Black Hat

On the other hand, the Black Hat has a negative and cautious mindset. Think about what could go wrong – after all, it probably will. Think about the challenges and difficulties along the way. Play the devil’s advocate and pick holes in the options and solutions presented.

Green Hat

Finally, the owner of the Green Hat is all about new ideas. Think creatively. Open your mind to new possibilities and opportunities. Counter the black hat’s negativity with alternative ways of doing things. Unleash your innovative inner self and go wild with crazy ideas!

How to Use the Six Thinking Hats?

Firstly, don’t worry…. You won’t need to mess up your hairstyle for using the Six Thinking Hats. The hats can be purely metaphorical. Although, real coloured hats will certainly add more creativity and energy into your meeting and will help bring new thinking to the group.

I remember when I first applied this technique, I found one of the hats really tricky to apply at first but others were fine with it. I was not used to using this part of my mind but by concentrating on it, I soon became more comfortable in thinking in this way.

As such, using the Six Thinking Hats technique can also help each individual to think more freely and more widely in a longer term perspective. This can be useful if you’re trying come up with new ideas – read more about generating new ideas.

Here are 3 ways that you can use to apply the Six Thinking Hats.

Take it in turns

You want to assign a different coloured thinking hat to everyone. Their goal for the next period of time is to think in that style. They need to only add into the conversation in a way that is in line with the thinking style they’ve been assigned.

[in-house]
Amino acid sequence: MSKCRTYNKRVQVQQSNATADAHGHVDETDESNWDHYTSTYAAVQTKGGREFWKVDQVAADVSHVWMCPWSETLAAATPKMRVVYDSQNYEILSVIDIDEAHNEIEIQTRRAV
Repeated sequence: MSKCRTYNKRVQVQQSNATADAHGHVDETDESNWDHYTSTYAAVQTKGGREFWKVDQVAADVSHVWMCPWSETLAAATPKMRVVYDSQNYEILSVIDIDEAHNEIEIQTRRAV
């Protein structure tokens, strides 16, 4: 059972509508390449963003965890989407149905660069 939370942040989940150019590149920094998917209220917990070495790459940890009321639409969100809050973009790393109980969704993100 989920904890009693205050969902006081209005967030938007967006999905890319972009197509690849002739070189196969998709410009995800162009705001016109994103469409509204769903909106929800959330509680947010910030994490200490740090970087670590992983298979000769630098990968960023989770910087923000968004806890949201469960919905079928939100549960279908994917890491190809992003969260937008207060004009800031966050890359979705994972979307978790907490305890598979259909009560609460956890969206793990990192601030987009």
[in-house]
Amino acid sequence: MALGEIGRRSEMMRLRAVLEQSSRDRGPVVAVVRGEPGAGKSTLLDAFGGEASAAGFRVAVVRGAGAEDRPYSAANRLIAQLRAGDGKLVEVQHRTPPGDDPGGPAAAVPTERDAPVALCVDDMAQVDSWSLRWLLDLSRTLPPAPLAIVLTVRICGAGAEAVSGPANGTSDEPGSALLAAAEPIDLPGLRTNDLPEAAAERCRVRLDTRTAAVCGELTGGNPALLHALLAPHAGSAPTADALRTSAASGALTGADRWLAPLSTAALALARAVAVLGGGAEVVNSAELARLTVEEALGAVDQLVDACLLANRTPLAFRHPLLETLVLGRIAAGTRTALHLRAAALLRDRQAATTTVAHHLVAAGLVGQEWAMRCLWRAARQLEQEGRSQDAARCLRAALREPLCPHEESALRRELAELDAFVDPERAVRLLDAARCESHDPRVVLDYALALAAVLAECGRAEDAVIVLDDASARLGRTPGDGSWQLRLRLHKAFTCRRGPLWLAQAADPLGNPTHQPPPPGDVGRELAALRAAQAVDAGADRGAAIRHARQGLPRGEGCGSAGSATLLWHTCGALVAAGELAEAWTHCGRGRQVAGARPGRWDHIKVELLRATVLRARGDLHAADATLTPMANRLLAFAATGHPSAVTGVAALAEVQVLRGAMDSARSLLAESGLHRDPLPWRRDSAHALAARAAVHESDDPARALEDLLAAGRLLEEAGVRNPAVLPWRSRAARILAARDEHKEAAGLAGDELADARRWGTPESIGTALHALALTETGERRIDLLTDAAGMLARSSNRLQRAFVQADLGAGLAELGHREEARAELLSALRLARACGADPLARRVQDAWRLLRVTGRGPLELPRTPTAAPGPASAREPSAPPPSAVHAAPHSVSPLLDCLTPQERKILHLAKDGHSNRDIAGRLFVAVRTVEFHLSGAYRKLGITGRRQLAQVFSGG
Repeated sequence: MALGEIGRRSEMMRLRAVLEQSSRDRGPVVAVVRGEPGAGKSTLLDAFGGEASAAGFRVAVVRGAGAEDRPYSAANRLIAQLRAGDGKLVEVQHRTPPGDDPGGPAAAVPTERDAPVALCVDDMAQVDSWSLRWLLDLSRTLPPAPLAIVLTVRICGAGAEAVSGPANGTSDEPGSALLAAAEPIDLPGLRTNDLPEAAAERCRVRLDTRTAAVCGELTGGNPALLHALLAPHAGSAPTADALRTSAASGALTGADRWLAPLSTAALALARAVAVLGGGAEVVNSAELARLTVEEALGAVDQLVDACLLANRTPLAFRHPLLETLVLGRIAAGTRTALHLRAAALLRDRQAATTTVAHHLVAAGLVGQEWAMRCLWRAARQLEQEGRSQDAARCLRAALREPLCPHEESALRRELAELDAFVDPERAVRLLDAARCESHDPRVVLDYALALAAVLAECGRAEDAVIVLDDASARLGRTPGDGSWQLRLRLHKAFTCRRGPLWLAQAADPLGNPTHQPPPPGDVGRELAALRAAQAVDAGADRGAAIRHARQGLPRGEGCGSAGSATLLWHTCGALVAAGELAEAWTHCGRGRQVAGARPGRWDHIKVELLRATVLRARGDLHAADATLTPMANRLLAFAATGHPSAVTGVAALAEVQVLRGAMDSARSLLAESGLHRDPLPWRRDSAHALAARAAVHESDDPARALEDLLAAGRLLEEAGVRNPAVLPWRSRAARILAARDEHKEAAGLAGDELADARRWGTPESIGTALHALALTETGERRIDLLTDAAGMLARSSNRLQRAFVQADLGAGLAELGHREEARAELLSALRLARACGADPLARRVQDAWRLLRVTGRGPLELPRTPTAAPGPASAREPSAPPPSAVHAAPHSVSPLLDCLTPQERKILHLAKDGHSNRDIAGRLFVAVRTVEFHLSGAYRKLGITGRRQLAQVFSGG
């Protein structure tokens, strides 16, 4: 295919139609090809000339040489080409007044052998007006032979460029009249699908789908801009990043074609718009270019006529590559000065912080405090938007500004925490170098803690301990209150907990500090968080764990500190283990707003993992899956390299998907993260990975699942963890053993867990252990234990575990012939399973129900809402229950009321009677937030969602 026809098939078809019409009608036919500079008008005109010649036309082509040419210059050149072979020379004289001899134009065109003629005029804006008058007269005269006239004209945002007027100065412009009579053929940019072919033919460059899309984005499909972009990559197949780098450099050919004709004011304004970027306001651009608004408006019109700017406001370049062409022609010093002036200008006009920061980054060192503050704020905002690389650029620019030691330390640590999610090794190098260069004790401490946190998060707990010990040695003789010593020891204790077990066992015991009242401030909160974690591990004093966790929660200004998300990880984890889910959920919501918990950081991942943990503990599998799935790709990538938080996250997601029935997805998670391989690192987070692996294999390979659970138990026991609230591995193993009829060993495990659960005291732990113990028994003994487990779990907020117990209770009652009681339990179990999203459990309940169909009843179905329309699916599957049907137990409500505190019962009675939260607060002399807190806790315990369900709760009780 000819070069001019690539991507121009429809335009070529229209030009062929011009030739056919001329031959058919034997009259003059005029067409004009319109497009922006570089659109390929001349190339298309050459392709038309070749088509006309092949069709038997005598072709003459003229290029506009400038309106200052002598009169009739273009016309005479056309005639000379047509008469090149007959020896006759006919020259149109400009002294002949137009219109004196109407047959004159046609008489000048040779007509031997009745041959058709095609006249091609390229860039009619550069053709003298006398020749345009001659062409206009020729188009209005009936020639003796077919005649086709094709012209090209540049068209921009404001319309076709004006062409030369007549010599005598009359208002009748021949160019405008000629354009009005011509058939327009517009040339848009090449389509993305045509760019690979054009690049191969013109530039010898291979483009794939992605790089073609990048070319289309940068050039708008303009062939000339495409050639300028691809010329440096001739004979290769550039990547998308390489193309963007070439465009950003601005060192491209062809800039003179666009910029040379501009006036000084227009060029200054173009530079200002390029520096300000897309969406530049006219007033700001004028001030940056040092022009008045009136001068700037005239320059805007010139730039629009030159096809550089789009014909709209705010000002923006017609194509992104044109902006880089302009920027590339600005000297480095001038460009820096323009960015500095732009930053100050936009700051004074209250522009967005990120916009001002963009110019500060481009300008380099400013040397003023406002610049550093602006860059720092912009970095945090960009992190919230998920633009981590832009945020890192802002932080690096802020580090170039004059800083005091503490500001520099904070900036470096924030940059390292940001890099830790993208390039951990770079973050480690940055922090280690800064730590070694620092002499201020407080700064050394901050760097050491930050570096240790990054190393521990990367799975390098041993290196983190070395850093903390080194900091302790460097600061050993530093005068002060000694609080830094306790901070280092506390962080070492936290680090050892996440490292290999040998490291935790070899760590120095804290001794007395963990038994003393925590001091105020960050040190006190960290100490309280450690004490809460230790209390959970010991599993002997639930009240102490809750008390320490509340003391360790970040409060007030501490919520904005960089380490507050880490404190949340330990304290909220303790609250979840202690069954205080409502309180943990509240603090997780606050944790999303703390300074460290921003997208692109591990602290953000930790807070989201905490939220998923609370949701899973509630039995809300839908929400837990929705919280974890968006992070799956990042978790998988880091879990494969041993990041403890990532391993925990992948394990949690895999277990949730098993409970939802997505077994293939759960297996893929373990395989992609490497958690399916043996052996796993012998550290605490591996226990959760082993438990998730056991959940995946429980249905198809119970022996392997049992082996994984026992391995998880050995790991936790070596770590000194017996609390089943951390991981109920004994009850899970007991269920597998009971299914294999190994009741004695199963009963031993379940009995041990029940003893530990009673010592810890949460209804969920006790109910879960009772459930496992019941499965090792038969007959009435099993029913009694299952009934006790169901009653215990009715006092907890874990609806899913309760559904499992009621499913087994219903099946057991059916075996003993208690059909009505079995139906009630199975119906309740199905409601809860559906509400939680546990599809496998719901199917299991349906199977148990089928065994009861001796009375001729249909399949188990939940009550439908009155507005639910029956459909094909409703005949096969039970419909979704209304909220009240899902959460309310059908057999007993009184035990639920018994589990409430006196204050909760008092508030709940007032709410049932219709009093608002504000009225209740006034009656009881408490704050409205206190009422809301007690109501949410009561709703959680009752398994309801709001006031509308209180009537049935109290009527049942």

After a few minutes, swap hats and continue the discussion with the new thinking styles. Swapping hats is an important point in my view. As with actual hats, each of the Six Thinking Hats will not suit everyone.

Cycle through each of the Six Thinking Hats

You can use the Six Thinking Hats to come up with a fully rounded view of the situation. You can also use this technique to think more widely by yourself or in a smaller meeting. Cycle through each of the Six Thinking Hats in turn to come up with many different viewpoints.

Grab a hat to have a say

Allow the meeting participants to self-select and choose the hat they are wearing at any moment in time. Have tokens for each Thinking Hat in the middle of the table and allow each person to take a colour and have their say. This is a free flowing session with everyone taking a range of thinking styles. It may be easier to permanently assign a blue hat owner for consistency and to ensure no next steps are missed.

Other Ideas to Think Differently: Six Thinking Hats with a Twist